Each week I'll post a new letter and all you have to do is nominate a film that you think…
Right and Wrong no longer exist
A convert to Islam sends the U.S. government a tape showing him in three nondescript storage rooms, each of which may contain a nuclear bomb set to detonate in less than a week. Helen Brody, an FBI agent in L.A., is tasked with finding the bombs while a CIA "consultant", known as H, interrogates the suspect who has allowed himself to be caught. The suspect, whose wife and children have left him and disappeared, seems to know exactly what the interrogation will entail. Even as H ratchets up the pressure, using torture over Brody's objection, the suspect doesn't crack. Should H do the unthinkable, and will Brody acquiesce? Is any Constitutional principle worth possible loss of life?
Installment in my Actor Arc Challenge
It kinda really pains me that less than 1k people on Letterboxd have seen this. It's shocking. Admittedly, this wasn't a very publicized film and I even missed it's release.
Films like this (and Zero Dark Thirty and probably many others) really interest me. If you know what this is about then you'll probably find that statement pretty fucked up. If you don't know, this film is basically centered on United States sanctioned torture. I enjoy films like this because of their honesty. Who gives a shit what the Geneva Convention says? Everyone everywhere uses some form of torture when necessary, regardless of what they tell other people. It's effective and, at times, necessary.…
Well, this is pretty much what happens when an unstoppable force meets an immovable object. Go figure.
Man builds bombs, man hides bombs, other man removes first man's fingers and inserts sharp objects and voltage into him to find out where bombs are. Carrie Ann Moss watches. Hilarity does definitely NOT ensue, but as thrillers go this is a decent film if you're not too faint-hearted.
Samuel L Jackson: "NOW TELL ME MOTHERF**KING NIGEL CLOUGH!. TELL ME WHERE ARE THE GOD DAMN MOTHERF**KING BOMBS?"
Unthinkable just felt like a very unimaginative action/thriller. I've seen this kind of movie done before and better.
The acting was incredibly mediocre. Michael Sheen is an American citizen turned islamic terrorist, but his extremely un-menacing performance makes his character questionable. You find yourself put in a position of not really knowing where you stand with him. I think we are supposed to feel a little sorry for him, but I didnt feel that way about him what so ever.
Samuel L. Jackson didn't even act for his role in the movie. A man that will go past any boundaries to get the answers he's looking for. Again he is supposed to be this menacing character that puts us in…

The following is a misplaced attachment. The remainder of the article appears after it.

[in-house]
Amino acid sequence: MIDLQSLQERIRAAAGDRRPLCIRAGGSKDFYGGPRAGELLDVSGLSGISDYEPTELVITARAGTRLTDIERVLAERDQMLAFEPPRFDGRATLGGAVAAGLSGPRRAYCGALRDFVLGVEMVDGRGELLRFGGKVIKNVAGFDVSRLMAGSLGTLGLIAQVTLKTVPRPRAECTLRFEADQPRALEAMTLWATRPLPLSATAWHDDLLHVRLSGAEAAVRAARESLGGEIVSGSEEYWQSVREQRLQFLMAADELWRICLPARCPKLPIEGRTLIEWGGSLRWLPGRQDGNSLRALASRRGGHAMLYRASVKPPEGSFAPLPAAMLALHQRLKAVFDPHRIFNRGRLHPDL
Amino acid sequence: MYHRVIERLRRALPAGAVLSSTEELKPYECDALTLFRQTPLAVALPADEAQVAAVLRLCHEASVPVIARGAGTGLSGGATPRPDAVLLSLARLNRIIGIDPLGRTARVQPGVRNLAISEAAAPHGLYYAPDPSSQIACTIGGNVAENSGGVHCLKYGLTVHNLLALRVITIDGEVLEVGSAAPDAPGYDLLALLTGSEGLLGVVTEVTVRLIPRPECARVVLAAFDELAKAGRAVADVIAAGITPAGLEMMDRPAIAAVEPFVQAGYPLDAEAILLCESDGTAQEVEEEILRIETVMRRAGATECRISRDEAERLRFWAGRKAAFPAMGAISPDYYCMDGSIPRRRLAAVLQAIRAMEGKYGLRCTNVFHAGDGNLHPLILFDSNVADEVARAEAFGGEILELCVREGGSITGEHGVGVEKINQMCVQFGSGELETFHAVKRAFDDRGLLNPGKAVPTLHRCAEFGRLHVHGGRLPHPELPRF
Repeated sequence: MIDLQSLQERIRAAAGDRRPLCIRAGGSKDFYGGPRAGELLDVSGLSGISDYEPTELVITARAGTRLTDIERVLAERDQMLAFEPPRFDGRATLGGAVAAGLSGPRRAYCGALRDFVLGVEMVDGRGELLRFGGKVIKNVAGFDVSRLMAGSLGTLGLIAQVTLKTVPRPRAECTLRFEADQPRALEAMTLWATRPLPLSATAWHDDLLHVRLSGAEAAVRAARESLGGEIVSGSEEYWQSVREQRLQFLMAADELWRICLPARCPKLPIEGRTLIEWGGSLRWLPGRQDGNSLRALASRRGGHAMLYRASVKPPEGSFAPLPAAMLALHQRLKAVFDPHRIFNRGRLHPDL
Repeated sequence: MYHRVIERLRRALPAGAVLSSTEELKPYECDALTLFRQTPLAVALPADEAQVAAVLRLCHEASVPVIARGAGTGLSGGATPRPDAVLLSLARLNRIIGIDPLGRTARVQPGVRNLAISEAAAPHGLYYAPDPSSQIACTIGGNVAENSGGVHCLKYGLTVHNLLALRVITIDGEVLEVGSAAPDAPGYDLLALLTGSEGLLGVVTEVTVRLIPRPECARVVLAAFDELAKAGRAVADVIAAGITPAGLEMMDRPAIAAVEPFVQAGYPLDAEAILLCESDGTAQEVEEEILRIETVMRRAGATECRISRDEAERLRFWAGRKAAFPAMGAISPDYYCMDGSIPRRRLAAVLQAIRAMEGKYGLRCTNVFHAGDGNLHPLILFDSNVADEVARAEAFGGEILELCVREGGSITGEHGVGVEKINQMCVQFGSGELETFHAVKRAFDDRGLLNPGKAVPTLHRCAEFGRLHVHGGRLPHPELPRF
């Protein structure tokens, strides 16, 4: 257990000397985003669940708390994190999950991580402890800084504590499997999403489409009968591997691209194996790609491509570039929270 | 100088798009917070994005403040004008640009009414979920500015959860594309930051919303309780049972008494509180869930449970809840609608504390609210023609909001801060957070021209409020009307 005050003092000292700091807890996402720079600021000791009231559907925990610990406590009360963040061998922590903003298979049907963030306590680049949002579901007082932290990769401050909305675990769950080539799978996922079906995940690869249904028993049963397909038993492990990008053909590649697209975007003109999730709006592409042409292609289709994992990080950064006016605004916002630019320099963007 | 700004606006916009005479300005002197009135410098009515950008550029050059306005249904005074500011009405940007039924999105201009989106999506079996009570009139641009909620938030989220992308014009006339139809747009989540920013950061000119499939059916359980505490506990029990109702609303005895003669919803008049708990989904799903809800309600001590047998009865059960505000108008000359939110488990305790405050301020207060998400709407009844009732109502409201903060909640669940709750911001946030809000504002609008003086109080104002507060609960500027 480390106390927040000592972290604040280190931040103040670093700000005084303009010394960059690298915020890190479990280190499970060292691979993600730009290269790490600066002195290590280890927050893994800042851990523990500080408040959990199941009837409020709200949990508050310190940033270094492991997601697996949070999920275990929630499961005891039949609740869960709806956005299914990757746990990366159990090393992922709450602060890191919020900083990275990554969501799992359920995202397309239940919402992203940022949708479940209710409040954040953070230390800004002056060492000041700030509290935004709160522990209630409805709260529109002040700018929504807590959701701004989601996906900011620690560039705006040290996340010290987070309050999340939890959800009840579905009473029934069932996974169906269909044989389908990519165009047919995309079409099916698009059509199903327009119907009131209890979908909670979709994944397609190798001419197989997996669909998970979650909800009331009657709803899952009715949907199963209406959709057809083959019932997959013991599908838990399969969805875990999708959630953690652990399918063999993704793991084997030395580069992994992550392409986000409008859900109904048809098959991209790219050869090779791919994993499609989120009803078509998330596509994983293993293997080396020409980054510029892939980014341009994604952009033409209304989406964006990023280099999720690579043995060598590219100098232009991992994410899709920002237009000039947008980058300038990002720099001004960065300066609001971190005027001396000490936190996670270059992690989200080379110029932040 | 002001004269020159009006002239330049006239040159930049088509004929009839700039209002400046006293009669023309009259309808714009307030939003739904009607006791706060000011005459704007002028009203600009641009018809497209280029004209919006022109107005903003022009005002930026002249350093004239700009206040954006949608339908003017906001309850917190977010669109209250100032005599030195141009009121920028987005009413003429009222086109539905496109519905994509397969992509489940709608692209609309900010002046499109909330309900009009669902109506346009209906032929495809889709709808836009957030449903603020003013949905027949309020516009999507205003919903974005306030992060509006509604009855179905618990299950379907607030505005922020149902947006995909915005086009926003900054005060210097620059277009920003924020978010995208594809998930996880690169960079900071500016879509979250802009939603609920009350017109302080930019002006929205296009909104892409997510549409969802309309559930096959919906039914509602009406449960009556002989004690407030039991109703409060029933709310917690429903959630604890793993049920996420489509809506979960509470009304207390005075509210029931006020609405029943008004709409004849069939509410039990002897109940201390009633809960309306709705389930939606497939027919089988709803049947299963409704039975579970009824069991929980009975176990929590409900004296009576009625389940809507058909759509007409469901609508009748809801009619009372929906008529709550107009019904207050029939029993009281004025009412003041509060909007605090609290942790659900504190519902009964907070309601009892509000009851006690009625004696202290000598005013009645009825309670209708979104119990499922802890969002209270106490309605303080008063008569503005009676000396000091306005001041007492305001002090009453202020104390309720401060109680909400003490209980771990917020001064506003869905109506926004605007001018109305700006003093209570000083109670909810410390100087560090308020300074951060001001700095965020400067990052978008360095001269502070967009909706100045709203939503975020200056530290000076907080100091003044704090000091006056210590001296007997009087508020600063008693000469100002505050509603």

An interesting piece concerning the ethical question of how much would it take before you consider torture to be a viable option. As indicated by the trailer, Michael Sheen is an American converted Muslim who has placed 3 nuclear weapons in secret locations across the United States. Once he's captured, the government bring in Samuel L Jackson who is essentially an official torturer - on the other end of the spectrum you get Carrie Anne Moss playing the moral FBI agent. Once the set pieces are in place, the viewer is essentially placed on a visual pendulum - swinging between revulsion at the sight of the torturous methods that Jackson employs and the frightening thought that Sheen, despite the heinous…
Stupid, stupid, stupid. Issues in and around torture have been in the news a lot recently and let me tell you that this movie does very little to add to the debate in any meaningful way. What point is the movie trying to make? That torture turns us to animals? That it doesn't work? That it only works to an extent?
This would have worked a lot better if there was some ambiguity regarding what the torture victim knows. It also utilises the fabled 'ticking bomb' scenario that's the subject of so many thought pieces, without being a particularly realistic case study.
Oh and why present so many people as 'Experts' when EVERYBODY in the movie is so bad at their job. Sam Jackson is presented as an interrogator extraordinaire, but shows no evidence of this on screen.
A difficult watch because it makes the viewer an accomplice and asks the unthinkable question - what would you do?
This suspense thriller directed by Gregor Jordan and starring Samuel L. Jackson, Michael Sheen and Carrie-Anne Moss was just another direct-to-video release. Some critics thought that this film is noteworthy for the controversy it generated around its subject matter, the torture of a man who threatens to detonate three nuclear bombs in separate U.S. cities. Actually, it is something which is a simple brainwashing technique to make people think that everything is acceptable when you are fighting "terrorists" (which can be anyone declared as such by the U.S. authorities).
The film begins with an American Muslim man and former Delta Force operator named Yusuf (Sheen), formerly named Younger, making a videotape. When FBI Special Agent Helen Brody (Moss) and her…
Outstanding performance by the cast. One hell of an intense ride with the climax at the end. The ethical issue of "sacrificing a few to save many" really screws with your mind.
A round table discussion about the merits and disadvantages of torture would be more engaging and far less ridiculous.
This review reportedly contains spoilers. I can handle the truth.
saw and hostel just ate unthinkable shit!
- The Ugly Swans
- Under the Skin
- American Psycho
- The Boondock Saints
- The Last Samurai
- Born on the Fourth of July
This idea popped into my head one night as I was about to go to sleep. I've seen things done…
- The Offence
- The Interview
- The Inquisitor
- Under Suspicion
- The Arrival of Wang
Films that are completely, or almost completely, based around an interrogation. It doesn't have to be by the police or…